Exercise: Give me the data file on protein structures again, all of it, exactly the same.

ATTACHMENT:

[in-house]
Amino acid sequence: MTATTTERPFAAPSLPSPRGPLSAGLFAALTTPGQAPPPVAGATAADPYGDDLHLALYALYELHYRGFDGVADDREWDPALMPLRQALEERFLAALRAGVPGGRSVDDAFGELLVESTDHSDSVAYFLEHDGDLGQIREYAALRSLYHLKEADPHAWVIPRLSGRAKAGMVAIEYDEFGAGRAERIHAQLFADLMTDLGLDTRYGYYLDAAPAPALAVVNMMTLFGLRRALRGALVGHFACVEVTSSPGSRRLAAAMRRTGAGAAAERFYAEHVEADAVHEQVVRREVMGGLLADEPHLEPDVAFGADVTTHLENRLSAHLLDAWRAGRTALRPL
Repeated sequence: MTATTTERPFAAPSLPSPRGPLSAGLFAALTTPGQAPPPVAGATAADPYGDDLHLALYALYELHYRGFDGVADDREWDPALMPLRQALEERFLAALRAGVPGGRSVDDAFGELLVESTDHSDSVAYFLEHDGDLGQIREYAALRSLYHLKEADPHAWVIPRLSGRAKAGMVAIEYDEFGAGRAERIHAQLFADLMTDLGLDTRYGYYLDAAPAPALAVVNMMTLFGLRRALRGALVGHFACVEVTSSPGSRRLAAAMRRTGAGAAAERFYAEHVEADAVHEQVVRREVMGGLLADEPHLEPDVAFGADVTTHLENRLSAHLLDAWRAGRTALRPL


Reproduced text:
[in-house]
Amino acid sequence: MTATTTERPFAAPSLPSPRGPLSAGLFAALTTPGQAPPPVAGATAADPYGDDLHLALYALYELHYRGFDGVADDREWDPALMPLRQALEERFLAALRAGVPGGRSVDDAFGELLVESTDHSDSVAYFLEHDGDLGQIREYAALRSLYHLKEADPHAWVIPRLSGRAKAGMVAIEYDEFGAGRAERIHAQLFADLMTDLGLDTRYGYYLDAAPAPALAVVNMMTLFGLRRALRGALVGHFACVEVTSSPGSRRLAAAMRRTGAGAAAERFYAEHVEADAVHEQVVRREVMGGLLADEPHLEPDVAFGADVTTHLENRLSAHLLDAWRAGRTALRPL
Repeated sequence: MTATTTERPFAAPSLPSPRGPLSAGLFAALTTPGQAPPPVAGATAADPYGDDLHLALYALYELHYRGFDGVADDREWDPALMPLRQALEERFLAALRAGVPGGRSVDDAFGELLVESTDHSDSVAYFLEHDGDLGQIREYAALRSLYHLKEADPHAWVIPRLSGRAKAGMVAIEYDEFGAGRAERIHAQLFADLMTDLGLDTRYGYYLDAAPAPALAVVNMMTLFGLRRALRGALVGHFACVEVTSSPGSRRLAAAMRRTGAGAAAERFYAEHVEADAVHEQVVRREVMGGLLADEPHLEPDVAFGADVTTHLENRLSAHLLDAWRAGRTALRPL